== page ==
Unforgettabe (Nat ‘King’ Cole)

This request came in a few weeks ago but I’ve been saving until Valentine’s week because, not only is it a great love song, but a couple of years ago Good Housekeeping magazine voted it number one on their All-Time Most Romantic Playlist. It is most associated with Nat King Cole who has the most gorgeous romantic voice which is why he was voted in at number three on Radio Two’s Voices of the Century programme back in 2000 behind Elvis at number two and Frank Sinatra at number one.

Back in the days when singers rarely wrote their own songs because they were written for them by professional songwriters and each one had their own niche which gave them a unique identity, but there are a small handful who could write in such a wide variety of styles, one good example is Bob Merrill who wrote the light-hearted novelty song How Much is that Doggie In The Window and also wrote People which is most associated with Barbra Streisand – two very different types of song. Another is this week’s writer, Irving Gordon who penned comedic ditties like Delaware (Perry Como), I Didn’t Like It the First Time (The Spinach Song) (Julia Lee and Her Boy Friends) and Mama from The Train (made famous by Patti Page who had also recorded How much Is That Doggie…) and this week’s great love song.

Unforgettable is a very simple song that carries a meaningful message and does so in just 86 words. Its most memorable lines are ‘That’s why darling it’s incredible, that someone so unforgettable thinks that I am unforgettable too’ which can easily be applied to all manner of relationships. We assume from the song that the ‘darlin’ refers to the protagonist’s wife or girlfriend but not necessarily. This point is proved when, in 1991, and with the clever use of technology, Nat’s daughter Natalie sang the song with her late father (on a screen) with no lyric change at all.

Another tie-in to Valentine’s day is that the song’s sole writer, Irving Gordon, was born on Valentine’s Day 1915. He was born in Brooklyn, New York, to a Jewish family like many songwriters of that era. In the 1930s, he began writing parody lyrics to the popular songs of the day and in 1937, he was introduced to the jazz orchestra leader Duke Ellington who occasionally asked him to write words to his compositions. Gordon once said it was one of the most difficult times as Ellington’s compositions were predominantly jazz instrumentals. In 1951, Gordon wrote a song called Mister and Mississippi a title which led to him writing Delaware a few years later where the song name-checks a number of U.S states in parody form. Gordon died on 1st December 1996 at the age of 81.

Nat King Cole, who was born in Montgomery, Alabama in 1919, was signed to Capitol records by its co-founder Johnny Mercer in 1943 and released his debut album, The King Cole Trio, the following year. He recorded this song in 1951 with orchestra leader and elegant arranger Nelson Riddle. Nat played a pivotal role in the label’s output that the building itself was often affectionally known as ‘the house that Nat built’.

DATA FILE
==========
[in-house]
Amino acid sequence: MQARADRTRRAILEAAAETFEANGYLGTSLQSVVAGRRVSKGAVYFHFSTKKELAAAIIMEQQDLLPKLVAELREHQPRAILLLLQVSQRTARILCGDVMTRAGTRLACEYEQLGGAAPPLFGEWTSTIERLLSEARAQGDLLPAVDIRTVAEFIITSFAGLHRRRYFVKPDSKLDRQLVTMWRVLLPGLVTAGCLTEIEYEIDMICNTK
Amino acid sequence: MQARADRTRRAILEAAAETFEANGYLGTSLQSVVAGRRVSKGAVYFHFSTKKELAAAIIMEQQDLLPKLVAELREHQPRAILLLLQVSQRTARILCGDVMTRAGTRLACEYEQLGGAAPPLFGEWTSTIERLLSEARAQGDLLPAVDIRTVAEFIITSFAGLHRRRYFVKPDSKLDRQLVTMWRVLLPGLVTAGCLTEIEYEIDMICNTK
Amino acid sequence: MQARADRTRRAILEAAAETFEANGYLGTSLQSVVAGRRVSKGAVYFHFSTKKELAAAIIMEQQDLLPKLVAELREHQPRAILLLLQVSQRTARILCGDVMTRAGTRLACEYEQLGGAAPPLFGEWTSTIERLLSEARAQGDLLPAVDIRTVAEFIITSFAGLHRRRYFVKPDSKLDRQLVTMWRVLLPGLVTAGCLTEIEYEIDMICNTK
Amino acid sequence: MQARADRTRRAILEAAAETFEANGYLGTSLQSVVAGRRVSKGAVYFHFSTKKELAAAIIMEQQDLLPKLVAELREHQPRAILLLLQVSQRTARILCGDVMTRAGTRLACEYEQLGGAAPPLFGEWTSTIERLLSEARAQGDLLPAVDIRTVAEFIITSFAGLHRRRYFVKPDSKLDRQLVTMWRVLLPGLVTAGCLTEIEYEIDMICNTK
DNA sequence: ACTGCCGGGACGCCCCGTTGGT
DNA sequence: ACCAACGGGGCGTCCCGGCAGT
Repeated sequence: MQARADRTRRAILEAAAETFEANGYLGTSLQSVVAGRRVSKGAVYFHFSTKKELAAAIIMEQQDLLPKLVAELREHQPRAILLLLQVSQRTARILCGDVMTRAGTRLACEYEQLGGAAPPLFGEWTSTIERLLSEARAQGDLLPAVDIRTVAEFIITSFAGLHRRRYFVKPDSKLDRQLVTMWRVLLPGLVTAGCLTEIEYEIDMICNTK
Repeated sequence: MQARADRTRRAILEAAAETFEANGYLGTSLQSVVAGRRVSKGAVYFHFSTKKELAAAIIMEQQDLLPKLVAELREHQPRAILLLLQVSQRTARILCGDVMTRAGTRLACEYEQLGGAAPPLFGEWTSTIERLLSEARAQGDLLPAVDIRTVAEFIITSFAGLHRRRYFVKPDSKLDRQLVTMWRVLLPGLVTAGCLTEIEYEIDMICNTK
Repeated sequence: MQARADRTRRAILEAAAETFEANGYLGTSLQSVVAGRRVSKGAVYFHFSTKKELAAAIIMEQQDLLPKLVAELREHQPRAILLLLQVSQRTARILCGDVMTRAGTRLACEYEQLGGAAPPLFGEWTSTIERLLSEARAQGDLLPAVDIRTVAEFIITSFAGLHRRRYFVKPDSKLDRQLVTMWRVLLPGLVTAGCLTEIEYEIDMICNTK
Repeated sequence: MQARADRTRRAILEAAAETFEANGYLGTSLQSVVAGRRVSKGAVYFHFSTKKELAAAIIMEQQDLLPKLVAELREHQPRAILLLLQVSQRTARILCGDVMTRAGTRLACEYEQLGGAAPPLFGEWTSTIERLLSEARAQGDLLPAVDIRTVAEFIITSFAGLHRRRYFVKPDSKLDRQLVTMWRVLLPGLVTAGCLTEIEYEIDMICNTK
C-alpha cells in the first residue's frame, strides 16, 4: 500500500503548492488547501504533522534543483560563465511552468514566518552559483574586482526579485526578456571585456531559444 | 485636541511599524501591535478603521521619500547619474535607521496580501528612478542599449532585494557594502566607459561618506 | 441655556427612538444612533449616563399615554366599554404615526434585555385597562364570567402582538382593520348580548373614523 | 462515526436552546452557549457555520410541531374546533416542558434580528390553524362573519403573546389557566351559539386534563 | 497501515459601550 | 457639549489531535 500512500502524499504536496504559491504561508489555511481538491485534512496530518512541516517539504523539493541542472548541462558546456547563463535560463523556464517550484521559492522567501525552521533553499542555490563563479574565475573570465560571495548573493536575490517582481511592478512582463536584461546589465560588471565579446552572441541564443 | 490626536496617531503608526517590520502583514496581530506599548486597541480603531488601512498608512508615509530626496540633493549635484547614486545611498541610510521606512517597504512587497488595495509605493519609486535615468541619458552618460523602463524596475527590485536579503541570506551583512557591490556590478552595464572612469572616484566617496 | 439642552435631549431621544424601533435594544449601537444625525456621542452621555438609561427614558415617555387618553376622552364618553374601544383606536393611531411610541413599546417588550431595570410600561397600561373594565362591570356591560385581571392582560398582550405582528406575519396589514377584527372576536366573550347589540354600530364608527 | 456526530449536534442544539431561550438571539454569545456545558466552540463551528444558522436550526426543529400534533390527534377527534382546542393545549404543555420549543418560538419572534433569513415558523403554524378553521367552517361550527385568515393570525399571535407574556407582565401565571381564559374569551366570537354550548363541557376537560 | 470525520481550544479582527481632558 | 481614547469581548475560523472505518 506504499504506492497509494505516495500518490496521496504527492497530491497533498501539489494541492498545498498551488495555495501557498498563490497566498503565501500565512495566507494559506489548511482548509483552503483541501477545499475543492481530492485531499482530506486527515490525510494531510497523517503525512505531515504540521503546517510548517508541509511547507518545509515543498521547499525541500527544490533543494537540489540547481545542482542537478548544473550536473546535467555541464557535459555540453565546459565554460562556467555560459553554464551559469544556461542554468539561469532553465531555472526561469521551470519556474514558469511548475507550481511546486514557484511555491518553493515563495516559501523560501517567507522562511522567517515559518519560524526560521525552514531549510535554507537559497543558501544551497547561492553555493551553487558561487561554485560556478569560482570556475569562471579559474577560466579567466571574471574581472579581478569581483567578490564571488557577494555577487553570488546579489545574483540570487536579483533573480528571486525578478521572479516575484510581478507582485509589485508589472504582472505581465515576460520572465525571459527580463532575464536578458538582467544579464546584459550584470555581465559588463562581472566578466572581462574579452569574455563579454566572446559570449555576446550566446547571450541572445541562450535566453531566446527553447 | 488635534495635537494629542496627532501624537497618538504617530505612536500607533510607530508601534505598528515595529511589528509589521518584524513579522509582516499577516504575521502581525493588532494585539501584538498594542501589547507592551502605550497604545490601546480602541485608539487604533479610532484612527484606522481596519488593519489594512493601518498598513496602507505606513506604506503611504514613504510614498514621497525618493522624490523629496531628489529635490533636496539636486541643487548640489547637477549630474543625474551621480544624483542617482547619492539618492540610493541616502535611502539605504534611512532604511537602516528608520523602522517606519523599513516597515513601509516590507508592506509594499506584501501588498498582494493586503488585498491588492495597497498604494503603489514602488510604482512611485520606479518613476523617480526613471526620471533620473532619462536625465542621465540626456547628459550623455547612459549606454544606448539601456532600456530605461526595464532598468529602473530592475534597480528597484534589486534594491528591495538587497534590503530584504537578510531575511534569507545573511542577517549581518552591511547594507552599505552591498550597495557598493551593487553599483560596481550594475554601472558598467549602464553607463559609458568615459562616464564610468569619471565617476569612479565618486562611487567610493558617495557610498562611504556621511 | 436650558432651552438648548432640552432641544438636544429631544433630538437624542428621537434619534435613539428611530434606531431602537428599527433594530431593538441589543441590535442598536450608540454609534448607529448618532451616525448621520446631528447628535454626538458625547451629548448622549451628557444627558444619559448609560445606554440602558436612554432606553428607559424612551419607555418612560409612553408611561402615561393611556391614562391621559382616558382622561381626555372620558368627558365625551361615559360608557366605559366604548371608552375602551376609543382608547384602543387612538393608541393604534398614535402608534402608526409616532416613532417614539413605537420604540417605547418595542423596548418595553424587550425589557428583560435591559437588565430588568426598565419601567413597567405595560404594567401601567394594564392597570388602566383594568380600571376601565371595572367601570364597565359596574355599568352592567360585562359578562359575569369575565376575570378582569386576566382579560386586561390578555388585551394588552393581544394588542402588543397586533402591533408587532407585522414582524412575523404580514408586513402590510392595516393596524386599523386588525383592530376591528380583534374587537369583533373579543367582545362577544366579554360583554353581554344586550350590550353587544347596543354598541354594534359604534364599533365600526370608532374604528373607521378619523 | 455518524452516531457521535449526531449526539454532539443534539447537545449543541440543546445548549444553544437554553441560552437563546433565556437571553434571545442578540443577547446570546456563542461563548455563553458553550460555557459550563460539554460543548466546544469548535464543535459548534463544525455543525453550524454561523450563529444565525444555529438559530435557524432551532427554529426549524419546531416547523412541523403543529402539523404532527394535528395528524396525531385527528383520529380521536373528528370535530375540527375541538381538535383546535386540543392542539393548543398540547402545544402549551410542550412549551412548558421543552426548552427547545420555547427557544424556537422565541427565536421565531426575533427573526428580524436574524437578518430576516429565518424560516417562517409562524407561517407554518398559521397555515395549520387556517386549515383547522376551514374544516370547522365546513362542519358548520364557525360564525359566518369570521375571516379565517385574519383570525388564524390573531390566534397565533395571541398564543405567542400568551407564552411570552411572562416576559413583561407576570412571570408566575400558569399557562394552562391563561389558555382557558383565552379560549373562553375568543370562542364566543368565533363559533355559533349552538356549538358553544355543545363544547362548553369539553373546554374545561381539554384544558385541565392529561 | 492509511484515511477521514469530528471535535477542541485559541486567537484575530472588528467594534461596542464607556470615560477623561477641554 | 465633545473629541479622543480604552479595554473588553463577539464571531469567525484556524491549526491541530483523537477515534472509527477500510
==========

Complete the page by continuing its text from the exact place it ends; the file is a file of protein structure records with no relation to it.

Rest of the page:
Nat was one of the first African-American stars to host their own television show. On 5th November 1956, his show debuted on the NBC network. It began as a 16-minute variety show which was extended to 30 minutes the following year, but, for some reason, it never found a national sponsor despite a number of Nat’s peers, namely, Tony Bennett, Ella Fitzgerald, Frankie Laine and Harry Belafonte all trying their best for him. In the end he decided to end the show just before Christmas 1957.

Nat was first married to Nadine Robinson at the age of 17. He was divorced 12 years later and married singer Maria Hawkins Ellington the following year. They had five children – three biological – daughters Natalie, Casey and Timolin, and two adopted children, daughter Carol and son Nat Kelly.

Unforgettable never made the UK chart first time round because the chart wasn’t launched here until 1952. In America, he peaked at number 12 on Billboard but topped the sheet music chart and remained on that listing for 25 weeks.

Its only UK chart appearance was the aforementioned duet with his daughter Natalie when it scraped into the top 20 in 1991. This version won three Grammy Awards in 1992, one of which was especially awarded to Irving Gordon in the category Song of the Year. The song’s producer, David Foster, was awarded the Record of the Year trophy.

Dozens of covers have been spawned including versions by Dinah Washington, Aretha Franklin, Brenda Lee, Marvin Gaye, Sammy Davis Jr., Lou Rawls, Engelbert Humperdinck, Roberta Flack, Kenny Rogers and, more recently, Sia, whose version appeared in the 2016 Pixar movie Finding Dory.

Sixty years on, the song has certainly lived up to its title as it is still being recorded by various acts including Michael Buble in 2019 and most recently, in 2021, by the American Jazz, swing and ragtime pianist, Scott Bradlee.

 

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